ECG 720 Advanced Analog IC Design
Fall 2017, University of Nevada, Las Vegas

 

Course lecture notes and videos are located here

Homework assignments, due dates, and project information are located here

 

Current grades are located here.

 

Textbook: CMOS Circuit Design, Layout, and Simulation, Third Edition (Chapters 8, 25-31)

Instructor: R. Jacob Baker (see office hours at this link)
Time
offered as an online course to on-campus UNLV students

Course datesMonday, August 28 to Wednesday, December 6

Locationoffered as an online course to on-campus UNLV students

HolidaysMonday, September 4 (Labor Day Recess)   
Final exam timeWednesday, December 13, 3:10 to 5:10 PM  

Course content Advanced analog design considerations including: noise, common-mode feedback, high-speed design, and design for analog signal processing. Credits: 3

Prerequisites: EE 420 or ECG 620

 

Grading
25% Midterm
25% Homework/Quizzes

25% Course Project
25% Final

 

Policies

  • No laptops, Internet appliances (e.g. Kindle, Nook, Ipad, etc.), smart phones, can be used during lectures or exams.
  • If an exam or quiz is open book then only the course textbook can be used (no ebooks, Kindle, Nook, etc., older/international editions, or photocopies).
  • No late work accepted. All assigned work is due at the beginning of class.
  • The final exam will not be returned at the end of the semester, not even temporarily for you to review.
  • Regularly being tardy for lectures, leaving in the middle of lectures, or earlier from lectures is unacceptable without prior consent of the instructor.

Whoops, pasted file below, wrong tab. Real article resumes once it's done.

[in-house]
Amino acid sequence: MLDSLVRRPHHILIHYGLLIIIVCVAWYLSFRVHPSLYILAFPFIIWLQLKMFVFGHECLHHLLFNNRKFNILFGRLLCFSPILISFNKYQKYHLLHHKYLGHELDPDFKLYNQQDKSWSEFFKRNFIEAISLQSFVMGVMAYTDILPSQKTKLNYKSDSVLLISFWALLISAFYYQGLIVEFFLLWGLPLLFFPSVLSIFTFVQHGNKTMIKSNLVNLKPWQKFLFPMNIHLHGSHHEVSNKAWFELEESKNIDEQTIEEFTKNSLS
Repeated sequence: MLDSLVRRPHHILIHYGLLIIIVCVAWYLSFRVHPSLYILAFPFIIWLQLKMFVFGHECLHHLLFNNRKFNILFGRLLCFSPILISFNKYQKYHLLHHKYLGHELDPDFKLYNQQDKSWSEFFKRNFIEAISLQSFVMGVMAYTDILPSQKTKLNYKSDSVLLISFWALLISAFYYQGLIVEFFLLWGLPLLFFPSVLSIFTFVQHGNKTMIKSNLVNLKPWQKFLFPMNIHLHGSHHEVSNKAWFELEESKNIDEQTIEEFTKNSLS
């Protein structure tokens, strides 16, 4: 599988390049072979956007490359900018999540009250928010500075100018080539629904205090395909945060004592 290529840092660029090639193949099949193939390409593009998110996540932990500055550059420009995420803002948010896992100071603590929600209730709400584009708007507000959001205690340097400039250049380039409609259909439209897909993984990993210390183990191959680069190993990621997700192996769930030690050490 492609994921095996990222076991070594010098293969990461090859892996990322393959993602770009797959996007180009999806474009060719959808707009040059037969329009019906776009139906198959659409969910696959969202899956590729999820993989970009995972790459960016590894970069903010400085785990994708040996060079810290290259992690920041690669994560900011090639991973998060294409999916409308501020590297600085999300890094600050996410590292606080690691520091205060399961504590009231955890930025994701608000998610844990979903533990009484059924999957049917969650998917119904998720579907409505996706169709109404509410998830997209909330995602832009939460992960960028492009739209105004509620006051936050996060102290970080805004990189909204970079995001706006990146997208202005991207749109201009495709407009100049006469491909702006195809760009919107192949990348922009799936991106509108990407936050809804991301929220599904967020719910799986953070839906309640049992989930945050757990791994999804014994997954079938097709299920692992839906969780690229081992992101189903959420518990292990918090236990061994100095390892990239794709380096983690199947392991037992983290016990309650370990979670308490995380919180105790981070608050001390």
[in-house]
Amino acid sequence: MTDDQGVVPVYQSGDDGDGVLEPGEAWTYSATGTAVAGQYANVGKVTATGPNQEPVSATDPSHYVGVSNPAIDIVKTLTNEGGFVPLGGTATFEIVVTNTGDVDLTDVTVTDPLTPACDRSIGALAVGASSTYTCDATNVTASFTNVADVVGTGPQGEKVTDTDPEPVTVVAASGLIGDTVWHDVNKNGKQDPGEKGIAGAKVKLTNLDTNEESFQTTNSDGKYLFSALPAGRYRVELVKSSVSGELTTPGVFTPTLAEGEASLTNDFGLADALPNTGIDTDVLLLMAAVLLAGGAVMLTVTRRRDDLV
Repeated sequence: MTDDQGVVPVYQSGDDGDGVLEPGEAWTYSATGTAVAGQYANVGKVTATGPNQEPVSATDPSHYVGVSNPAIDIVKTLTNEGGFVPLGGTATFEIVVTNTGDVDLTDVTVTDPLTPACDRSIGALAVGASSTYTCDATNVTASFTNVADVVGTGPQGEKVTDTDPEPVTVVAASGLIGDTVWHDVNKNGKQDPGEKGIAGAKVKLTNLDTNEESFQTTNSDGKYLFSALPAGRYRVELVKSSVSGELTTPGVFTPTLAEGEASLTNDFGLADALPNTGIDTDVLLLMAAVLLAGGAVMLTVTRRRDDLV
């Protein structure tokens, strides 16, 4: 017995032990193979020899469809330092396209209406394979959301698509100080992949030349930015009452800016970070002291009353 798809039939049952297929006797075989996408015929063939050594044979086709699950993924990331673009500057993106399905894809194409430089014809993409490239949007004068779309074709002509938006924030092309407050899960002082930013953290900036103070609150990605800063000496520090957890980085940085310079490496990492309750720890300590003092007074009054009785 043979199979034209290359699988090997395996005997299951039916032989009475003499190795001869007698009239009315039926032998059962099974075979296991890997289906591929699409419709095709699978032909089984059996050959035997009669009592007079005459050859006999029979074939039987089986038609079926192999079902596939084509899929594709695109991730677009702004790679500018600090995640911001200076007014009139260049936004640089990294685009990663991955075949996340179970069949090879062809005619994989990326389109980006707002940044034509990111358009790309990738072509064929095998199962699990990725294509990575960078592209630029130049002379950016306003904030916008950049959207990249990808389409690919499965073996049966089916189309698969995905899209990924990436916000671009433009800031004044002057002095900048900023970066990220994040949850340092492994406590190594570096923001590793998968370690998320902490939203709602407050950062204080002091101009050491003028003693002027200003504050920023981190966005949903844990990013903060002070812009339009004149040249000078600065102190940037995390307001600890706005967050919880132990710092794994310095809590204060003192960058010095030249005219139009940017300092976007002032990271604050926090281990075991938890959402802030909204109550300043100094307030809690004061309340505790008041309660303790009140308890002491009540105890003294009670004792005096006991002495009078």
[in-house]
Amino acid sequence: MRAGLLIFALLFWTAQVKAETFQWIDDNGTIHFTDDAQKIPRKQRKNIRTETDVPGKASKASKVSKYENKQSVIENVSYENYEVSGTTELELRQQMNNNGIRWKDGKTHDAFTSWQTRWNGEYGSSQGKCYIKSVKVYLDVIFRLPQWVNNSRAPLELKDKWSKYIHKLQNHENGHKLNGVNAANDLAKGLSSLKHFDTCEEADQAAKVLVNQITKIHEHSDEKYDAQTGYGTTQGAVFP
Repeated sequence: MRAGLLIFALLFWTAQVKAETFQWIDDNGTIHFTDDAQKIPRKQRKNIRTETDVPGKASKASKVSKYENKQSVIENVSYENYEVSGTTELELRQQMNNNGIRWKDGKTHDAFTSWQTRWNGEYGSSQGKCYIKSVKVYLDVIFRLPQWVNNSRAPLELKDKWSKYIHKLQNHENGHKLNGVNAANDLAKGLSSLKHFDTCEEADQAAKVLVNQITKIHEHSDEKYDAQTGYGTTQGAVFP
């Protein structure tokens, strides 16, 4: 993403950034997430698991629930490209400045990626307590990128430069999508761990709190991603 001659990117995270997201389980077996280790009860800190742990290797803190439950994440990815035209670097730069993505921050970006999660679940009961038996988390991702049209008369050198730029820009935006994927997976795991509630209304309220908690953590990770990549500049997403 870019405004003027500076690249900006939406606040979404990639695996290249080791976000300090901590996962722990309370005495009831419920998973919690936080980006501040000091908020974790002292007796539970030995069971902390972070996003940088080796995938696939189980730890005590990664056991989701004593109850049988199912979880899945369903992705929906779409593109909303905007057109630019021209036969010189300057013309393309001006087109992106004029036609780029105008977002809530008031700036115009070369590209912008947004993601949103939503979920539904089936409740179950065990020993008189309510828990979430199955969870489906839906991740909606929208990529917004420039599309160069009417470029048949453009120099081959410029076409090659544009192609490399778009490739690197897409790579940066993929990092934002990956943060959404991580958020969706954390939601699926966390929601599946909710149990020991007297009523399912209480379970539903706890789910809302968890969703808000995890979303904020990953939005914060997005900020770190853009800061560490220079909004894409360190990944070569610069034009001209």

• Cheating or plagiarism will result in an automatic F grade in the course (so do your own homework and projects!)
  • Questions for the instructor (only) should be asked in person (not via email).

 

Course Outcomes 

After completing ECG 720 students will be able to: 

1.

Analyze and calculate noise in a passive and active electronic circuit.

2.

Suggest, and simulate to verify, ways to improve the noise performance of a circuit.

3.

Design very-high speed op-amps for use in analog signal processing and data converter design.

4.

Design clocked and non-clocked comparators with and without offset storage.

5.

Simulate, and discuss the limitations, of advanced analog circuits and systems including: op-amps, comparators, digital-to-analog converters, and analog-to-digital converters.

6.

Discuss the design (speed, accuracy, layout size, power, etc.) trade-offs between different data converter topologies.

7.

Implement and layout analog-to-digital and digital-to-analog converters.

  

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